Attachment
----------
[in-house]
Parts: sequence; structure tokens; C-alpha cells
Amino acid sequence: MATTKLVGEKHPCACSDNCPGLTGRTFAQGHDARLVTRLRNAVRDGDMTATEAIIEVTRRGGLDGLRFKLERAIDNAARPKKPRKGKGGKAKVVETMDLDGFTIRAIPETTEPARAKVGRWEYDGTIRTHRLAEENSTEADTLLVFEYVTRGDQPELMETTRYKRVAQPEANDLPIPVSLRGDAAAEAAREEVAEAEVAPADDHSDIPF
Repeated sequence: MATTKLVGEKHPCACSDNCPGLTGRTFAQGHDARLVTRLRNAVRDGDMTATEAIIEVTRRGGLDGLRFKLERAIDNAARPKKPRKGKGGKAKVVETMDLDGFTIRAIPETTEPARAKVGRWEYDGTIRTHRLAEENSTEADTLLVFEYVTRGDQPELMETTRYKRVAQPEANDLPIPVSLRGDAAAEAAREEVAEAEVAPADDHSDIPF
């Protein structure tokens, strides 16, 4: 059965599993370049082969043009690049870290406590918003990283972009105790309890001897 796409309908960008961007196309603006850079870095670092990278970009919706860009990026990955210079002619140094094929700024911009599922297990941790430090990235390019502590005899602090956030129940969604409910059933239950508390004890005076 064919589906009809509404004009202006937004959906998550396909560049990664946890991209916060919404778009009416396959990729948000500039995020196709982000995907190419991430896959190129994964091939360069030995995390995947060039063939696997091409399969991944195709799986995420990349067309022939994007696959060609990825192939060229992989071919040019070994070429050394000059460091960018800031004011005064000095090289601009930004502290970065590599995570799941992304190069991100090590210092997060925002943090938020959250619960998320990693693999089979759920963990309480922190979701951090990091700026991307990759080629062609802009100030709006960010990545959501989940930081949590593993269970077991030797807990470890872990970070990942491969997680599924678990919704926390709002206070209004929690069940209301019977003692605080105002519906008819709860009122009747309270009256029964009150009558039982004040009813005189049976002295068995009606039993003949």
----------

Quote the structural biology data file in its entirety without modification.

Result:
[in-house]
Parts: sequence; structure tokens; C-alpha cells
Amino acid sequence: MATTKLVGEKHPCACSDNCPGLTGRTFAQGHDARLVTRLRNAVRDGDMTATEAIIEVTRRGGLDGLRFKLERAIDNAARPKKPRKGKGGKAKVVETMDLDGFTIRAIPETTEPARAKVGRWEYDGTIRTHRLAEENSTEADTLLVFEYVTRGDQPELMETTRYKRVAQPEANDLPIPVSLRGDAAAEAAREEVAEAEVAPADDHSDIPF
Repeated sequence: MATTKLVGEKHPCACSDNCPGLTGRTFAQGHDARLVTRLRNAVRDGDMTATEAIIEVTRRGGLDGLRFKLERAIDNAARPKKPRKGKGGKAKVVETMDLDGFTIRAIPETTEPARAKVGRWEYDGTIRTHRLAEENSTEADTLLVFEYVTRGDQPELMETTRYKRVAQPEANDLPIPVSLRGDAAAEAAREEVAEAEVAPADDHSDIPF
């Protein structure tokens, strides 16, 4: 059965599993370049082969043009690049870290406590918003990283972009105790309890001897 796409309908960008961007196309603006850079870095670092990278970009919706860009990026990955210079002619140094094929700024911009599922297990941790430090990235390019502590005899602090956030129940969604409910059933239950508390004890005076 064919589906009809509404004009202006937004959906998550396909560049990664946890991209916060919404778009009416396959990729948000500039995020196709982000995907190419991430896959190129994964091939360069030995995390995947060039063939696997091409399969991944195709799986995420990349067309022939994007696959060609990825192939060229992989071919040019070994070429050394000059460091960018800031004011005064000095090289601009930004502290970065590599995570799941992304190069991100090590210092997060925002943090938020959250619960998320990693693999089979759920963990309480922190979701951090990091700026991307990759080629062609802009100030709006960010990545959501989940930081949590593993269970077991030797807990470890872990970070990942491969997680599924678990919704926390709002206070209004929690069940209301019977003692605080105002519906008819709860009122009747309270009256029964009150009558039982004040009813005189049976002295068995009606039993003949």